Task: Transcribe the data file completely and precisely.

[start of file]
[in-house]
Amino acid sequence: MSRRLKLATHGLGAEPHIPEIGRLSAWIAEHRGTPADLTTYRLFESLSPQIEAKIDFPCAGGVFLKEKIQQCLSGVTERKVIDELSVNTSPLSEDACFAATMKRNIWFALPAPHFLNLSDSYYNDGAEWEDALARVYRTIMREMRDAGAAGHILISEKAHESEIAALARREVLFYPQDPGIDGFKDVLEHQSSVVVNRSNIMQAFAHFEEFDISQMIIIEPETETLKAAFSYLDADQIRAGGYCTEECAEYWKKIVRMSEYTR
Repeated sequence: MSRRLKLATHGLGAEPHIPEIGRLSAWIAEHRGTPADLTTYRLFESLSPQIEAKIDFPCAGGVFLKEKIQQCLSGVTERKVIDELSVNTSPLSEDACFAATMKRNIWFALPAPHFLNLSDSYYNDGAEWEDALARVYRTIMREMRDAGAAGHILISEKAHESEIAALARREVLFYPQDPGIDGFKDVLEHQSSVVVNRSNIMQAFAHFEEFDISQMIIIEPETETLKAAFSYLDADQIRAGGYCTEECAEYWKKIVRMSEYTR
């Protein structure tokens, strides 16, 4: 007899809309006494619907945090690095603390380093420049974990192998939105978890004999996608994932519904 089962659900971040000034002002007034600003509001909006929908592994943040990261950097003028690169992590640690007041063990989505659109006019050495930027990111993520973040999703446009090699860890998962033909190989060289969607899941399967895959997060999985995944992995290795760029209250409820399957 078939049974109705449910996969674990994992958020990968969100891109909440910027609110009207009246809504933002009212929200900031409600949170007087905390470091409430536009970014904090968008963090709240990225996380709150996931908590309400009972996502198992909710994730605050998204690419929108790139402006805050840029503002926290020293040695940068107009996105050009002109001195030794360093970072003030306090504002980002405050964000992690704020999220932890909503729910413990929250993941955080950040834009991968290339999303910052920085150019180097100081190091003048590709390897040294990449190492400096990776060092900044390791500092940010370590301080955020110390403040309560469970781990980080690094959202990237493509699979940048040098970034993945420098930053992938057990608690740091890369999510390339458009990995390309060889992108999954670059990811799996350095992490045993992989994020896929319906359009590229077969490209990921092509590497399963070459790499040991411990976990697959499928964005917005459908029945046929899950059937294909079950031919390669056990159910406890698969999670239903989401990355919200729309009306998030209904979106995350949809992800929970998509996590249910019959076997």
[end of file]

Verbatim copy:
[in-house]
Amino acid sequence: MSRRLKLATHGLGAEPHIPEIGRLSAWIAEHRGTPADLTTYRLFESLSPQIEAKIDFPCAGGVFLKEKIQQCLSGVTERKVIDELSVNTSPLSEDACFAATMKRNIWFALPAPHFLNLSDSYYNDGAEWEDALARVYRTIMREMRDAGAAGHILISEKAHESEIAALARREVLFYPQDPGIDGFKDVLEHQSSVVVNRSNIMQAFAHFEEFDISQMIIIEPETETLKAAFSYLDADQIRAGGYCTEECAEYWKKIVRMSEYTR
Repeated sequence: MSRRLKLATHGLGAEPHIPEIGRLSAWIAEHRGTPADLTTYRLFESLSPQIEAKIDFPCAGGVFLKEKIQQCLSGVTERKVIDELSVNTSPLSEDACFAATMKRNIWFALPAPHFLNLSDSYYNDGAEWEDALARVYRTIMREMRDAGAAGHILISEKAHESEIAALARREVLFYPQDPGIDGFKDVLEHQSSVVVNRSNIMQAFAHFEEFDISQMIIIEPETETLKAAFSYLDADQIRAGGYCTEECAEYWKKIVRMSEYTR
């Protein structure tokens, strides 16, 4: 007899809309006494619907945090690095603390380093420049974990192998939105978890004999996608994932519904 089962659900971040000034002002007034600003509001909006929908592994943040990261950097003028690169992590640690007041063990989505659109006019050495930027990111993520973040999703446009090699860890998962033909190989060289969607899941399967895959997060999985995944992995290795760029209250409820399957 078939049974109705449910996969674990994992958020990968969100891109909440910027609110009207009246809504933002009212929200900031409600949170007087905390470091409430536009970014904090968008963090709240990225996380709150996931908590309400009972996502198992909710994730605050998204690419929108790139402006805050840029503002926290020293040695940068107009996105050009002109001195030794360093970072003030306090504002980002405050964000992690704020999220932890909503729910413990929250993941955080950040834009991968290339999303910052920085150019180097100081190091003048590709390897040294990449190492400096990776060092900044390791500092940010370590301080955020110390403040309560469970781990980080690094959202990237493509699979940048040098970034993945420098930053992938057990608690740091890369999510390339458009990995390309060889992108999954670059990811799996350095992490045993992989994020896929319906359009590229077969490209990921092509590497399963070459790499040991411990976990697959499928964005917005459908029945046929899950059937294909079950031919390669056990159910406890698969999670239903989401990355919200729309009306998030209904979106995350949809992800929970998509996590249910019959076997």